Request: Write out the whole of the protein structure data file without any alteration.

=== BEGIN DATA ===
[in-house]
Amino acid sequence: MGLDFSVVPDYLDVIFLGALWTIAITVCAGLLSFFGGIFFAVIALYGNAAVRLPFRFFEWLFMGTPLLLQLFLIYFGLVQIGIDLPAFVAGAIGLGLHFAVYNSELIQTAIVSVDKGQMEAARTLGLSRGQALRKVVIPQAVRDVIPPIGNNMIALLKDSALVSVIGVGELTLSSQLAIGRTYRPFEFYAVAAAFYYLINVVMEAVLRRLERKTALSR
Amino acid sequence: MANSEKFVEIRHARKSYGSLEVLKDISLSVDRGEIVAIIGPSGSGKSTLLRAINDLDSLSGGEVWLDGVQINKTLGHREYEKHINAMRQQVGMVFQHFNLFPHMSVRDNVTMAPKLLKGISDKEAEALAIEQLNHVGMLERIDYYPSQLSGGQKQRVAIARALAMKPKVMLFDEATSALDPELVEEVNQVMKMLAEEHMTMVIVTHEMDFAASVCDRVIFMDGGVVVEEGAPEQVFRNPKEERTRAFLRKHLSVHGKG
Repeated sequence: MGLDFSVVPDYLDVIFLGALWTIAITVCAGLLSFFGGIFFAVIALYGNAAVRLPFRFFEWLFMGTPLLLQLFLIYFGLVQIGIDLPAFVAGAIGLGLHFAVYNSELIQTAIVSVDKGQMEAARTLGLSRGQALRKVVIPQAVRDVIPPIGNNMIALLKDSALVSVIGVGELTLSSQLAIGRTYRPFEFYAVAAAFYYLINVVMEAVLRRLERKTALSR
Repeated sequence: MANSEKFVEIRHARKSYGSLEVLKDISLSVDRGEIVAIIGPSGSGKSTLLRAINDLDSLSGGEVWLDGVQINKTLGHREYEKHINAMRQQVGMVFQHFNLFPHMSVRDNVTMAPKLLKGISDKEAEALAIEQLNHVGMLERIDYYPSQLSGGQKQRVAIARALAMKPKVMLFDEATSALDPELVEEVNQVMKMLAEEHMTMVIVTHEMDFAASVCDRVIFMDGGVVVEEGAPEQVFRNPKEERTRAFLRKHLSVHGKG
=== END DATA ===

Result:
[in-house]
Amino acid sequence: MGLDFSVVPDYLDVIFLGALWTIAITVCAGLLSFFGGIFFAVIALYGNAAVRLPFRFFEWLFMGTPLLLQLFLIYFGLVQIGIDLPAFVAGAIGLGLHFAVYNSELIQTAIVSVDKGQMEAARTLGLSRGQALRKVVIPQAVRDVIPPIGNNMIALLKDSALVSVIGVGELTLSSQLAIGRTYRPFEFYAVAAAFYYLINVVMEAVLRRLERKTALSR
Amino acid sequence: MANSEKFVEIRHARKSYGSLEVLKDISLSVDRGEIVAIIGPSGSGKSTLLRAINDLDSLSGGEVWLDGVQINKTLGHREYEKHINAMRQQVGMVFQHFNLFPHMSVRDNVTMAPKLLKGISDKEAEALAIEQLNHVGMLERIDYYPSQLSGGQKQRVAIARALAMKPKVMLFDEATSALDPELVEEVNQVMKMLAEEHMTMVIVTHEMDFAASVCDRVIFMDGGVVVEEGAPEQVFRNPKEERTRAFLRKHLSVHGKG
Repeated sequence: MGLDFSVVPDYLDVIFLGALWTIAITVCAGLLSFFGGIFFAVIALYGNAAVRLPFRFFEWLFMGTPLLLQLFLIYFGLVQIGIDLPAFVAGAIGLGLHFAVYNSELIQTAIVSVDKGQMEAARTLGLSRGQALRKVVIPQAVRDVIPPIGNNMIALLKDSALVSVIGVGELTLSSQLAIGRTYRPFEFYAVAAAFYYLINVVMEAVLRRLERKTALSR
Repeated sequence: MANSEKFVEIRHARKSYGSLEVLKDISLSVDRGEIVAIIGPSGSGKSTLLRAINDLDSLSGGEVWLDGVQINKTLGHREYEKHINAMRQQVGMVFQHFNLFPHMSVRDNVTMAPKLLKGISDKEAEALAIEQLNHVGMLERIDYYPSQLSGGQKQRVAIARALAMKPKVMLFDEATSALDPELVEEVNQVMKMLAEEHMTMVIVTHEMDFAASVCDRVIFMDGGVVVEEGAPEQVFRNPKEERTRAFLRKHLSVHGKG